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The OS is Linux. I have a server process that can change its port realtime. However I would like to know in advance if a port is free before binding.

Scenario: Server binds localhost:5000 and receives a request to bind at localhost:6000. The server has to check if the port is free. This question seeks for answers that provide a routine that checks if a port is free or not.

For the record, I am editing my question with a code snippet that checks if a port is free to use. This does not mean that it will be used. The code below answer to the question "if the port is available right now", it does not use it. Opens a socket, check if bind returns EADDRINUSE and closes the socket.

#include <iostream>
#include <sys/socket.h>
#include <stdlib.h>
#include <string.h>
#include <unistd.h>
#include <arpa/inet.h>
#include <errno.h>

int main(int argc, char **argv) {

    struct sockaddr_in serv_addr;
    if( argc < 2 )
        return 0;
    int port = atoi(argv[1]);

    int sockfd = socket(AF_INET, SOCK_STREAM, 0);
    if( sockfd < 0 ) {
        printf("socket error\n");
        return 0;
    } else {
        printf("Opened fd %d\n", sockfd);
    }

     bzero((char *) &serv_addr, sizeof(serv_addr));
     serv_addr.sin_family = AF_INET;
     serv_addr.sin_addr.s_addr = INADDR_ANY;
     serv_addr.sin_port = htons(port);
     if (bind(sockfd, (struct sockaddr *) &serv_addr, sizeof(serv_addr)) < 0) {

        if( errno == EADDRINUSE )
        {
            printf("the port is not available. already to other process\n");
        } else {
            printf("could not bind to process (%d) %s\n", errno, strerror(errno));
        }
    }

    if (close (sockfd) < 0 ) {
        printf("did not close fd: %s\n", strerror(errno));
        return errno;
    }

    return 0;


}

Here are some sample runs (partial outputs)

[bash{1051}{51}]:[~/some_sources/checkbind]::./a.out 41067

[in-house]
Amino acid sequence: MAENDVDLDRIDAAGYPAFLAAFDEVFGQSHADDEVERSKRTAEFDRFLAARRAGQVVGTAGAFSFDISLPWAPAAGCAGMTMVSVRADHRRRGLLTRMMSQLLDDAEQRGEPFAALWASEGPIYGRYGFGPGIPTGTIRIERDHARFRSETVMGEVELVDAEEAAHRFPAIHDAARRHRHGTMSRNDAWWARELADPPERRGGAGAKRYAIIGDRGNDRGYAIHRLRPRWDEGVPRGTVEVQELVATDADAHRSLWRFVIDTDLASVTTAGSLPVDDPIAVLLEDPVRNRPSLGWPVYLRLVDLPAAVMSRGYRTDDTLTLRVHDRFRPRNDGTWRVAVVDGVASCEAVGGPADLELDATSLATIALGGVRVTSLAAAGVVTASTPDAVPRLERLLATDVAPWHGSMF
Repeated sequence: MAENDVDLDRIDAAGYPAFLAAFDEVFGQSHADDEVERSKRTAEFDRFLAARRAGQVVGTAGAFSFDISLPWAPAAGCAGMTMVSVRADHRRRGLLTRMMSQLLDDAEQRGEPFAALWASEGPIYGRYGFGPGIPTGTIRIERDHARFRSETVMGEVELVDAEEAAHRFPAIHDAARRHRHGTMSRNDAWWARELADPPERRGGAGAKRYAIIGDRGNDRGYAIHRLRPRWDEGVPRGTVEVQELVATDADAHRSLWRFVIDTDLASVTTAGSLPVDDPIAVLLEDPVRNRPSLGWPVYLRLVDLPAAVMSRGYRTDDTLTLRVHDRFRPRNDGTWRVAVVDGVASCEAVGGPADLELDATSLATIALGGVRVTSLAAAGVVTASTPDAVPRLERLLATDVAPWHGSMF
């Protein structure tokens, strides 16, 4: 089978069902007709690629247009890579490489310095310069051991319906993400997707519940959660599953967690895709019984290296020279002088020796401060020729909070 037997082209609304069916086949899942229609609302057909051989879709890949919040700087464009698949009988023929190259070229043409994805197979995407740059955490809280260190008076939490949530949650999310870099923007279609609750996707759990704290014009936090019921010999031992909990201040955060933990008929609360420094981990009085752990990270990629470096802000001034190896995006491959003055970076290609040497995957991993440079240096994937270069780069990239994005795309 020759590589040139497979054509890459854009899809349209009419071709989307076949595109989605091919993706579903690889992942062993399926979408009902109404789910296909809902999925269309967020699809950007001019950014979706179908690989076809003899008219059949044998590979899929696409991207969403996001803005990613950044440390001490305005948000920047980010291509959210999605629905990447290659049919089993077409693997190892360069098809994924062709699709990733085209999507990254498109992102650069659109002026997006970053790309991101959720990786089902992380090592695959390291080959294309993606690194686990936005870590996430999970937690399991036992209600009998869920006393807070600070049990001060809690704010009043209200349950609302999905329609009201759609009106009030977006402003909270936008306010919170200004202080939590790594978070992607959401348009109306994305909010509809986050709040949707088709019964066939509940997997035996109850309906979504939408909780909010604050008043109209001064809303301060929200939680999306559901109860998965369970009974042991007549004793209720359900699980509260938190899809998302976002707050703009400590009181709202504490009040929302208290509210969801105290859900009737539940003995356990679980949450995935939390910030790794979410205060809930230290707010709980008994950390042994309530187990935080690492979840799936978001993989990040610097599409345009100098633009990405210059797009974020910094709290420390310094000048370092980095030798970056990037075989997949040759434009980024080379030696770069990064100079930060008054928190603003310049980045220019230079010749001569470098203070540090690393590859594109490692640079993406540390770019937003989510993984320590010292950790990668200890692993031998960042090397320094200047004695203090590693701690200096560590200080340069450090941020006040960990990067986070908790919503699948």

the port is not available. already to other process
[bash{1052}{52}]:[~/some_sources/checkbind]::./a.out 22
could not bind to process (13) Permission denied
[bash{1053}{53}]:[~/some_sources/checkbind]::./a.out 22000
Opened fd 3
share|improve this question
10  
Try binding to it, if it fails, it's not free... –  Nick Apr 24 '12 at 8:44
1  
Nicks suggestion is probably the most portable solution, but there might be OS-specific ways to do it as well. What operating-system will you be using? –  Joachim Pileborg Apr 24 '12 at 8:46
    
@Nick looks that bind returns EADDRINUSE (errno) if the port is it not free. –  cateof Apr 24 '12 at 9:06
6  
Even if you somehow manage to verify that the port is free, there's no guarantee it will be free at the time you actually try to bind it. –  n.m. Apr 24 '12 at 9:12
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3 Answers

up vote 11 down vote accepted

This is an obvious race condition, since other processes on your system might be binding to ports in parallel. So, any solution you find will be imperfect, and you will still need to just write it according to the "try to bind(), if it fails pick a new port number and try again" approach.

share|improve this answer
    
I agree that a race condition might occur, but in my system this scenario is not possible. Also the "pick the next port" approach is not acceptable. –  cateof Apr 24 '12 at 9:14